Language-Appropriate Appointment Reminders: Assessing the Communication Preferences of Women With Limited English Proficiency

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The purpose of this study was to assess the communication preferences and the telephone, text, and e-mail usage of women with limited English proficiency who attended an outpatient women's health clinic.


This study surveyed a convenience sample (N = 220) of Spanish- and Arabic-speaking women in an obstetrics and gynecology clinic. The survey instrument was designed to capture the experience of women with limited English proficiency who received automated English-only telephone appointment reminders. We evaluated how these women currently use short message service (SMS) technology and/or access e-mail, the costs they incur for these services, and their preferences for and receptiveness to receiving appointment reminders through a variety of modalities including text, e-mail, phone, or direct mail.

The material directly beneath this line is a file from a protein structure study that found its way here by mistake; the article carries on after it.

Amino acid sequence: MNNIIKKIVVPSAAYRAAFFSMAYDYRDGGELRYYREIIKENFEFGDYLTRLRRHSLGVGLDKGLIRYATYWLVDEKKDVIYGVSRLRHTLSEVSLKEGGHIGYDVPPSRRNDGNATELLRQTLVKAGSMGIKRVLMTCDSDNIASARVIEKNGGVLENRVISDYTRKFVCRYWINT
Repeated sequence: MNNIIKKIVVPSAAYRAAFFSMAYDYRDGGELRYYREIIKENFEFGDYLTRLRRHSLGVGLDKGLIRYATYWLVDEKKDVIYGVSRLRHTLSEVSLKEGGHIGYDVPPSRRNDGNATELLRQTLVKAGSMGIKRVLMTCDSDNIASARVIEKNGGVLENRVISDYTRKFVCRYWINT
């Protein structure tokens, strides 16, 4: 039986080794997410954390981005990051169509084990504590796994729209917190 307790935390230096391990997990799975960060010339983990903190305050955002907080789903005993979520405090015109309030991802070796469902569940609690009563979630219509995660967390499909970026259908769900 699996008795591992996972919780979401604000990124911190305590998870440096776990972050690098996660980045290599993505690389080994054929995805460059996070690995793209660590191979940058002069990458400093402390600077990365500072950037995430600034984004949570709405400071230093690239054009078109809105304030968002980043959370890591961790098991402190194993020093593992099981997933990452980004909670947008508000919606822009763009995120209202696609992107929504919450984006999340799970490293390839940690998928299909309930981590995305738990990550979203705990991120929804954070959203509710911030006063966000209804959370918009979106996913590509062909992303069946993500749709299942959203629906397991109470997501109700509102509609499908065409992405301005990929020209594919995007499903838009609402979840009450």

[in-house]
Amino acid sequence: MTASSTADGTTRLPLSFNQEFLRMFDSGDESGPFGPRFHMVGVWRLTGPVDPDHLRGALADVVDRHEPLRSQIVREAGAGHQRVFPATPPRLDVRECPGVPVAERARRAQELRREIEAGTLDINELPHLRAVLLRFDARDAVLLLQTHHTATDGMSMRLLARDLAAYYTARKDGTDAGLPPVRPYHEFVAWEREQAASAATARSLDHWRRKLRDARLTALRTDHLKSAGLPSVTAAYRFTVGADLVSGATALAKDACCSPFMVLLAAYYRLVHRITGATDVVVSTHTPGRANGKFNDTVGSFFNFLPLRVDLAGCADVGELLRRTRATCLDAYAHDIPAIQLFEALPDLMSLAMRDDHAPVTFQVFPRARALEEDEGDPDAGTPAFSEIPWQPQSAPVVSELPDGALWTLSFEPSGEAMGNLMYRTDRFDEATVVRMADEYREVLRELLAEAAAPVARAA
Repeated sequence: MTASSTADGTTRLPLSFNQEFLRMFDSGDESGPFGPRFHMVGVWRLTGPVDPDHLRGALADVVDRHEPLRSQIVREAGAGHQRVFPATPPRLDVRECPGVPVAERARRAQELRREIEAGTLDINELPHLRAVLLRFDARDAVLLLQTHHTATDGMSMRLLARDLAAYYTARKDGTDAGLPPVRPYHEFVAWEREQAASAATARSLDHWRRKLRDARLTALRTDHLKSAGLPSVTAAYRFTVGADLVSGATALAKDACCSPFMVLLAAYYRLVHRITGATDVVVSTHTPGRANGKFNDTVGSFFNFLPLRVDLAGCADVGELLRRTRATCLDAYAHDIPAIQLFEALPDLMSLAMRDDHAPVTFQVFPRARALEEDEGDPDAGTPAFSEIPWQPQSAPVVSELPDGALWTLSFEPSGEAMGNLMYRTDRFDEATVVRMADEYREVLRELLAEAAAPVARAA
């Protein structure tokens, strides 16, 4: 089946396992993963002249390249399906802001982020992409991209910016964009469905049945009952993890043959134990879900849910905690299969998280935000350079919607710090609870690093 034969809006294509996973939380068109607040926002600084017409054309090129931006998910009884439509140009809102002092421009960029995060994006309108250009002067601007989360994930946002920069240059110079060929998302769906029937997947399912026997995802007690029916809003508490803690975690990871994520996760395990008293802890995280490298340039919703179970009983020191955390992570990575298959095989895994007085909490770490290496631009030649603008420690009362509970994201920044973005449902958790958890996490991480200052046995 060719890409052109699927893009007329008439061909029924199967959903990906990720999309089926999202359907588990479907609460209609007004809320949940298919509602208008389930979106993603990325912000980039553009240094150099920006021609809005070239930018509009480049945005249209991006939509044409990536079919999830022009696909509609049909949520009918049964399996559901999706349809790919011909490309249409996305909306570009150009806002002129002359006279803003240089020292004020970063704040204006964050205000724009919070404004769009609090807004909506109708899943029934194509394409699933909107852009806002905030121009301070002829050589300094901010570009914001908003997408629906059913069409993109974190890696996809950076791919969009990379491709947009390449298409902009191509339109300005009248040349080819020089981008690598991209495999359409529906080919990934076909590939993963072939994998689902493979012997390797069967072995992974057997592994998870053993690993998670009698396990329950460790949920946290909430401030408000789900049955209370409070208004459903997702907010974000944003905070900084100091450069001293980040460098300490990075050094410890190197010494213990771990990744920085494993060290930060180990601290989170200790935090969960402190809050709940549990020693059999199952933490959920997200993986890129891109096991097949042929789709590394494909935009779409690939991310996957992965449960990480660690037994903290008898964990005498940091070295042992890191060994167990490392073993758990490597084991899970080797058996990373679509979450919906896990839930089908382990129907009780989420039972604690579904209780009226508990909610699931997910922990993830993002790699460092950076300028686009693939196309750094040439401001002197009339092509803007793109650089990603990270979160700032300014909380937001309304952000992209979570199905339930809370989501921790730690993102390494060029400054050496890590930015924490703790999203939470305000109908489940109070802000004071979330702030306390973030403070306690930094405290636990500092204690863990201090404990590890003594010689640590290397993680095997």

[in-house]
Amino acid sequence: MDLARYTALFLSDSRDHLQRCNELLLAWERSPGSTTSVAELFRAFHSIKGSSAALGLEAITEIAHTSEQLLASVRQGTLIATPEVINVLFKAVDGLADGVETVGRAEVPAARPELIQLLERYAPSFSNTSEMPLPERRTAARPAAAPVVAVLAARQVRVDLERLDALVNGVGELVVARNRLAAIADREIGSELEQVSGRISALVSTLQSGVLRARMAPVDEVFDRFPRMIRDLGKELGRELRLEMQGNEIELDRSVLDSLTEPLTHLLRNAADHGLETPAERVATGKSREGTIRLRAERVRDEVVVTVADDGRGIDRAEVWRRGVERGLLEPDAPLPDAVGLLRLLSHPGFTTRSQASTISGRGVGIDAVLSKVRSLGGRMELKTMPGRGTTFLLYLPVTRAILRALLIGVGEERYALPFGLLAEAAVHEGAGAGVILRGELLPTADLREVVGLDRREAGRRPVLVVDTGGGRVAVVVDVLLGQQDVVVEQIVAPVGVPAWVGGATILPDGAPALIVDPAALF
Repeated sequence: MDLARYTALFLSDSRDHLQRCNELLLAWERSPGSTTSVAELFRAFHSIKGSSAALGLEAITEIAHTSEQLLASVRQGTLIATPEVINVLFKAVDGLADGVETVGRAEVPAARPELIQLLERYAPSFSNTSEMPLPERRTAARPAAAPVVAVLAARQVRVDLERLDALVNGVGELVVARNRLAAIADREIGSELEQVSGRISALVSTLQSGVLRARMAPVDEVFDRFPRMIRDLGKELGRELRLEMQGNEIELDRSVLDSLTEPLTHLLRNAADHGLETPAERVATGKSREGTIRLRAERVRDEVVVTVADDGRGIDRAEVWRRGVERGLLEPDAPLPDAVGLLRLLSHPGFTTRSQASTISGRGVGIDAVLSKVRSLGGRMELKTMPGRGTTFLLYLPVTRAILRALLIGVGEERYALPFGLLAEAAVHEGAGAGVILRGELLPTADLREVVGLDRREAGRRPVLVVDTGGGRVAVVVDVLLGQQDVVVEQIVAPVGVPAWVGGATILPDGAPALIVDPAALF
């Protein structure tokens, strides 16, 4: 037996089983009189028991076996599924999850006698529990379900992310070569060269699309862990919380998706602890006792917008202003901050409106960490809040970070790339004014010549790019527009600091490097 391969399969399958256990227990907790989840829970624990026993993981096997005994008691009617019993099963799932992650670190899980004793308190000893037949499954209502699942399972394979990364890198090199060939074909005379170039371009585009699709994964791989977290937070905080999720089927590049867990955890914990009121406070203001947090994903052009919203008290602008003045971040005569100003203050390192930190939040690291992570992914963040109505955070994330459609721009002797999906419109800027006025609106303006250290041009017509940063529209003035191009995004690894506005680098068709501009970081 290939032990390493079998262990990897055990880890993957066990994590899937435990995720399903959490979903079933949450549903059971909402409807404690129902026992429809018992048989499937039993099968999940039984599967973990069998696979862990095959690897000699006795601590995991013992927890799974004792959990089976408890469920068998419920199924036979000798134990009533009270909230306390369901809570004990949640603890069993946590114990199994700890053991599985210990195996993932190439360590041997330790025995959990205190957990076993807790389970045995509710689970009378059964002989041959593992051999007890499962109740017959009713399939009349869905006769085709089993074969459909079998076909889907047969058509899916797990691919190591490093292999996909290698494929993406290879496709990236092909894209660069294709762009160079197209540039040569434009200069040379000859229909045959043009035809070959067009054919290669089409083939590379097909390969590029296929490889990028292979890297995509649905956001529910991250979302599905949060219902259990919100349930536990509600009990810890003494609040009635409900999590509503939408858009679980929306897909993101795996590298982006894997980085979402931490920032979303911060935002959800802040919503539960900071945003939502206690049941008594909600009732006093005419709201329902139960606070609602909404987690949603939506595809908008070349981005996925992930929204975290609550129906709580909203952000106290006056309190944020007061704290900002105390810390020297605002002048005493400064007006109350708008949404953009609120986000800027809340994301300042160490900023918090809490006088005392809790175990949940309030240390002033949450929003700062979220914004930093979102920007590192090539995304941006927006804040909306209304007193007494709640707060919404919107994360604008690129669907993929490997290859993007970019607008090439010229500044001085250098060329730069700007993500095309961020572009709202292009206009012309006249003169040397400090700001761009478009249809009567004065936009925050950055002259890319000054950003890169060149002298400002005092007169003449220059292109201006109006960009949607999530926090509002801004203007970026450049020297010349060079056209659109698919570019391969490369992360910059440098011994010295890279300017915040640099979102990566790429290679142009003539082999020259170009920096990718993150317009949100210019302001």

More than half of women surveyed reported either not receiving an appointment reminder or reported difficulty understanding the reminder they did receive. Of all women surveyed, 91% preferred appointment reminders in their primary language regardless of their ability to read, write, speak, or understand English. Significant variation in preferences was found within and between the 2 language groups.


The data suggest that the current appointment-reminder system is both inefficient and linguistically inappropriate for female clients with limited English proficiency. This project offers preliminary data on the preferences of Spanish- and Arabic-speaking women. Creating language-appropriate appointment reminders in both phone and text formats reflects an institutional commitment to the language preferences of all women, not just those who speak the dominant language, in accordance with accreditation guidelines defined by the Centers for Medicare and Medicaid Services and The Joint Commission.

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